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Prostate Cancer Foundation honors four
from U-M

added 3/5/07

SANTA MONICA, Calif - The Prostate Cancer Foundation (PCF) has awarded $6.1 million to 63 research investigators, including four from the University of Michigan, in its 2006 Competitive Awards Program.

Prostate Cancer Foundation logo; Winners from the University of Michigan are: Arul M. Chinnaiyan, M.D., Ph.D., the S. P. Hicks Endowed Professor of Pathology, and professor of urology, at the U-M Comprehensive Cancer Center; Robert D. Loberg, Ph.D., research assistant professor of urology and of internal medicine in the U-M Division of Hematology/Oncology; Russell S. Taichman, D.M.D., DMSc., a professor in the Department of Periodontics and Oral Medicine in the U-M School of Dentistry; Shaomeng Wang, Ph.D., professor of internal medicine and pharmacology, Medical School; professor of medicinal chemistry, College of Pharmacy; and co-director of the Molecular Therapeutics Program at the U-M Comprehensive Cancer Center.

The Competitive Awards Program is an innovative venture-style research funding program that provides financial support to high-impact research projects with the greatest potential to improve survival and reduce side effects and death for men with advanced prostate cancer. The awards are granted to projects in a variety of areas including biomarkers, genetics and genomics, nutrition, cancer immunotherapy, new drug discovery and survivorship.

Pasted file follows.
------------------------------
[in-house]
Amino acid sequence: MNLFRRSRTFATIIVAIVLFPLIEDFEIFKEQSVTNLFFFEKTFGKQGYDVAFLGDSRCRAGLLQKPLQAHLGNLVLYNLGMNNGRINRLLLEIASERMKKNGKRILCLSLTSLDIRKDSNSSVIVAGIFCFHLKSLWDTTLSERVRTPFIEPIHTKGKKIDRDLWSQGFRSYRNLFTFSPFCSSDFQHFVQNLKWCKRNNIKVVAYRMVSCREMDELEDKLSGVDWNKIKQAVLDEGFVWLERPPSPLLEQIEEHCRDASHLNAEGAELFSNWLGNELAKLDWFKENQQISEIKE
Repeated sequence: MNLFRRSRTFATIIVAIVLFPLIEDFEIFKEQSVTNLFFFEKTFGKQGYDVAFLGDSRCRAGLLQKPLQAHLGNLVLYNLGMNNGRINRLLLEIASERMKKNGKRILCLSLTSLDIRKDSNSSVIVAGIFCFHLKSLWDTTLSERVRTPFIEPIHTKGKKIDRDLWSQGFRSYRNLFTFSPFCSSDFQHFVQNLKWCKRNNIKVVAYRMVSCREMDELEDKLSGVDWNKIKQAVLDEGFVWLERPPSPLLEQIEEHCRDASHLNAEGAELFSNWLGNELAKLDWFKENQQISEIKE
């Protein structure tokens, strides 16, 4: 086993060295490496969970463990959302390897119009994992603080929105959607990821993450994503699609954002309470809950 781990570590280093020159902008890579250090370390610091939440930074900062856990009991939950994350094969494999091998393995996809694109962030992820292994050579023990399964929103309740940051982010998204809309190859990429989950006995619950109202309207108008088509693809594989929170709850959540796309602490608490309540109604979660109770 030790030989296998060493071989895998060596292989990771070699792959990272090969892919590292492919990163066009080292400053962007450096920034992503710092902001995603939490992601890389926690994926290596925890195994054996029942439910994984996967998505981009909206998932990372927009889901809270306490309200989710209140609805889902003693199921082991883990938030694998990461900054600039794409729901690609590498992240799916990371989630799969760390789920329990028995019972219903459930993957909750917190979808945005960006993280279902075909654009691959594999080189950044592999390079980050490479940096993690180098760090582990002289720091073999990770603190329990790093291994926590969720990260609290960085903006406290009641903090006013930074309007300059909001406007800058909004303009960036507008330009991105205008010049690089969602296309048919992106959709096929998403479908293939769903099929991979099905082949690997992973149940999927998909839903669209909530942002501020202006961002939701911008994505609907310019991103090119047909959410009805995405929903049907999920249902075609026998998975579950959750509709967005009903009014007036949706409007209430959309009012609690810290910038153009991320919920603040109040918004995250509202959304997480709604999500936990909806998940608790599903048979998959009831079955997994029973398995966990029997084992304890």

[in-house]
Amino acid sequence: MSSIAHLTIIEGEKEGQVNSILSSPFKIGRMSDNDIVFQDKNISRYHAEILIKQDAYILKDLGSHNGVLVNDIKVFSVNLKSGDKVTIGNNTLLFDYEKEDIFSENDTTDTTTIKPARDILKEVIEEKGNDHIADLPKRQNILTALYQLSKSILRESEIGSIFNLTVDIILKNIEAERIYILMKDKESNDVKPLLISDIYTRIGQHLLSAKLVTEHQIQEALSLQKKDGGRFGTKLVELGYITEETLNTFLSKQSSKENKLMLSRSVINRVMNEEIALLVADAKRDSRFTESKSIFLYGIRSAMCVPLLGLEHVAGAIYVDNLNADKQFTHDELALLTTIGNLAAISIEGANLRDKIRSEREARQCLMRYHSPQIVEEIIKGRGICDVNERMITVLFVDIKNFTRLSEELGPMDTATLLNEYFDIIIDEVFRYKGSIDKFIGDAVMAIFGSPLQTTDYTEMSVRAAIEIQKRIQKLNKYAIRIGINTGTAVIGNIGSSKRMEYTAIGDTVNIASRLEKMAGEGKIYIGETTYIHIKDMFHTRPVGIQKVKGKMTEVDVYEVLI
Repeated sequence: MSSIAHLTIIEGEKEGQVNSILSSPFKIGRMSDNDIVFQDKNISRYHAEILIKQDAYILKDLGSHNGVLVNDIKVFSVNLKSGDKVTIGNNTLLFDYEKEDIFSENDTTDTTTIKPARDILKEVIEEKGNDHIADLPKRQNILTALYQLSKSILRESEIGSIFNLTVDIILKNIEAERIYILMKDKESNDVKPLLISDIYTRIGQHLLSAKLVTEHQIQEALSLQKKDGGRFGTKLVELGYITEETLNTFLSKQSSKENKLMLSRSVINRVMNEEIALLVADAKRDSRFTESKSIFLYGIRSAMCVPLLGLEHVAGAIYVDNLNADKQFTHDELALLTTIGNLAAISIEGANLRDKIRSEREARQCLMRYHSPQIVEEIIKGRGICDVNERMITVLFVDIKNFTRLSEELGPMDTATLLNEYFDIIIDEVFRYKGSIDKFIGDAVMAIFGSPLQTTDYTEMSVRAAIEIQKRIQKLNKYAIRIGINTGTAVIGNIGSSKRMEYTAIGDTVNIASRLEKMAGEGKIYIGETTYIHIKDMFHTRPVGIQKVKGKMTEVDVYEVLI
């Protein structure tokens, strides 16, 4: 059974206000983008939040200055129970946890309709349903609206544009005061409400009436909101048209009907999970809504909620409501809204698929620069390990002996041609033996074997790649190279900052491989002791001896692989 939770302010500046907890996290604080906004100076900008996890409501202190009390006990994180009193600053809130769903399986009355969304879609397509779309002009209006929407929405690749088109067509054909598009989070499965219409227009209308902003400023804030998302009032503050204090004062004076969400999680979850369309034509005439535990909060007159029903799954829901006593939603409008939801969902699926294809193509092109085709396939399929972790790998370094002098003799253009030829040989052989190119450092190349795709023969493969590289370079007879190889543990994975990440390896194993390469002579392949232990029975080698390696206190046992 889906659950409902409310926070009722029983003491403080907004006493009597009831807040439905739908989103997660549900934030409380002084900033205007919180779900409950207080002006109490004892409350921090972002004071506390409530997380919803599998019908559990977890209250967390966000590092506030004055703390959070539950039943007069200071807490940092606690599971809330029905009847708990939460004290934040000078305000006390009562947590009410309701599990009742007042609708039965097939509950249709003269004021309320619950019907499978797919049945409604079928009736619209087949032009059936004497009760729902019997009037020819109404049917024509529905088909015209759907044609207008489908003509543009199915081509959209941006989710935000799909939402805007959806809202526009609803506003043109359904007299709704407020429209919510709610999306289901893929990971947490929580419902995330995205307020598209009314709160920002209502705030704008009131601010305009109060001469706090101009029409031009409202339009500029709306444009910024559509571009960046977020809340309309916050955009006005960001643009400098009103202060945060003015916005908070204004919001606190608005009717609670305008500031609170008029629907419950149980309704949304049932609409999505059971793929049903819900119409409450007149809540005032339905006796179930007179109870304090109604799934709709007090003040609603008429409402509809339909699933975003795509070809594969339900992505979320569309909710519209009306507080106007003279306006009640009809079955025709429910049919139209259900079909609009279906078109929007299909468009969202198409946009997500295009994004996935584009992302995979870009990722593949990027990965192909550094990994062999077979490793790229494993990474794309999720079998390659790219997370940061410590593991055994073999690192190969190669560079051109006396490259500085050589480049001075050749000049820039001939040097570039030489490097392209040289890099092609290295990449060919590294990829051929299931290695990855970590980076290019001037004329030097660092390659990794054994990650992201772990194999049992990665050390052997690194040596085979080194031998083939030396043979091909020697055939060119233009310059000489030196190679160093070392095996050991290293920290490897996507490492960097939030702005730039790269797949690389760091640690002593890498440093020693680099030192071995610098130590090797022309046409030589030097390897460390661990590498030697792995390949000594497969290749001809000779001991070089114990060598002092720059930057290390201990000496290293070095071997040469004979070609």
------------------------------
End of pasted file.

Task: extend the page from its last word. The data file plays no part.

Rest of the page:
"The PCF Competitive Awards Program concentrates funds entrusted to us by our donors into the most strategic science," said Stuart Holden, M.D., medical director of the PCF. "This year, we received more than 420 applications from 22 countries and were able to provide a record 63 projects a decisive boost in funding."

With its model of drawing new investigators around the globe to the field and enabling investigators to attract additional significant investment, the Competitive Awards Program has played a unique role in the area of prostate cancer research. To date, more than $81 million has been awarded through the Competitive Awards Program, allowing individual investigators to focus their efforts on discovering new ideas and new pathways for prostate cancer treatment strategies.

"We at the PCF are proud of our role in advancing scientific and medical understanding of this disease and identifying new approaches to defeating it," said Jonathan W. Simons, M.D., chief executive officer and president of the PCF. "The PCF continues to leverage and invest every resource available to advance our mission to end death and suffering from prostate cancer."

Prostate cancer is the most common non-skin cancer in the United States, striking one in six men. In 2007 alone, more than 218,000 men will be diagnosed with prostate cancer and more than 27,000 men will die of the disease. Baby boomer men are turning 60, bringing increasing numbers of men into the highest-risk zone for the disease. As a result, the number of new cases over the next decade is expected to increase to more than 300,000 annually.

Information on each award can be found at www.prostatecancerfoundation.org/2006competitive_awards.

Written by the Prostate Cancer Foundation



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